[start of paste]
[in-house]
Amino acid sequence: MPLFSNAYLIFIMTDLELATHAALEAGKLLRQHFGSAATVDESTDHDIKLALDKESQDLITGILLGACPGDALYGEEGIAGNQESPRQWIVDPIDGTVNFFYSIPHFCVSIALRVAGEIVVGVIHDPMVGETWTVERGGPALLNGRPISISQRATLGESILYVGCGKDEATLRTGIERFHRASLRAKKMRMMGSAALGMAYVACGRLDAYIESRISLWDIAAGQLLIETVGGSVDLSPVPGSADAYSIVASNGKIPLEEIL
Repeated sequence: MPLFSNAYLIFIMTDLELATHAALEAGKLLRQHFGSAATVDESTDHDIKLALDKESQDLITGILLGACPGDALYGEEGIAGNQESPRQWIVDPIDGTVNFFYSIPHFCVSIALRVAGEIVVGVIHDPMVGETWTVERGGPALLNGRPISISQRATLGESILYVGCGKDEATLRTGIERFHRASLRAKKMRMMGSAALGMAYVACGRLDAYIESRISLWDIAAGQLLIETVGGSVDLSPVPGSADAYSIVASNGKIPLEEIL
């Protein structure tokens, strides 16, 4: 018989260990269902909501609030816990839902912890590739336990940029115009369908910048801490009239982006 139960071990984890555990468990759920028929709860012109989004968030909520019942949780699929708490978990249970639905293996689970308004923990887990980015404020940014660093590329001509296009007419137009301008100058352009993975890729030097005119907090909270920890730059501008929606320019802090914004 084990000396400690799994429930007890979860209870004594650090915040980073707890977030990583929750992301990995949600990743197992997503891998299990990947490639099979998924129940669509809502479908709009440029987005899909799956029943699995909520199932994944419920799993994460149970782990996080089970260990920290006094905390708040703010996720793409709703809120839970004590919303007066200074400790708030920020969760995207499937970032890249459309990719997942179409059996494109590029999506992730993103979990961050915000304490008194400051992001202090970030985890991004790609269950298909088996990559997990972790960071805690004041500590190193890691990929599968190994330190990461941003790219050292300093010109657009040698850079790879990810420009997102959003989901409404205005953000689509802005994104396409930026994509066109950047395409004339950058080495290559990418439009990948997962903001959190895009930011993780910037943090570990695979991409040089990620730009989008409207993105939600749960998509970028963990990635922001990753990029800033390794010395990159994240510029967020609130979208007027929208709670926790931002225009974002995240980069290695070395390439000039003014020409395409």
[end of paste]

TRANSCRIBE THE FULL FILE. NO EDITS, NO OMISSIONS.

[in-house]
Amino acid sequence: MPLFSNAYLIFIMTDLELATHAALEAGKLLRQHFGSAATVDESTDHDIKLALDKESQDLITGILLGACPGDALYGEEGIAGNQESPRQWIVDPIDGTVNFFYSIPHFCVSIALRVAGEIVVGVIHDPMVGETWTVERGGPALLNGRPISISQRATLGESILYVGCGKDEATLRTGIERFHRASLRAKKMRMMGSAALGMAYVACGRLDAYIESRISLWDIAAGQLLIETVGGSVDLSPVPGSADAYSIVASNGKIPLEEIL
Repeated sequence: MPLFSNAYLIFIMTDLELATHAALEAGKLLRQHFGSAATVDESTDHDIKLALDKESQDLITGILLGACPGDALYGEEGIAGNQESPRQWIVDPIDGTVNFFYSIPHFCVSIALRVAGEIVVGVIHDPMVGETWTVERGGPALLNGRPISISQRATLGESILYVGCGKDEATLRTGIERFHRASLRAKKMRMMGSAALGMAYVACGRLDAYIESRISLWDIAAGQLLIETVGGSVDLSPVPGSADAYSIVASNGKIPLEEIL
């Protein structure tokens, strides 16, 4: 018989260990269902909501609030816990839902912890590739336990940029115009369908910048801490009239982006 139960071990984890555990468990759920028929709860012109989004968030909520019942949780699929708490978990249970639905293996689970308004923990887990980015404020940014660093590329001509296009007419137009301008100058352009993975890729030097005119907090909270920890730059501008929606320019802090914004 084990000396400690799994429930007890979860209870004594650090915040980073707890977030990583929750992301990995949600990743197992997503891998299990990947490639099979998924129940669509809502479908709009440029987005899909799956029943699995909520199932994944419920799993994460149970782990996080089970260990920290006094905390708040703010996720793409709703809120839970004590919303007066200074400790708030920020969760995207499937970032890249459309990719997942179409059996494109590029999506992730993103979990961050915000304490008194400051992001202090970030985890991004790609269950298909088996990559997990972790960071805690004041500590190193890691990929599968190994330190990461941003790219050292300093010109657009040698850079790879990810420009997102959003989901409404205005953000689509802005994104396409930026994509066109950047395409004339950058080495290559990418439009990948997962903001959190895009930011993780910037943090570990695979991409040089990620730009989008409207993105939600749960998509970028963990990635922001990753990029800033390794010395990159994240510029967020609130979208007027929208709670926790931002225009974002995240980069290695070395390439000039003014020409395409």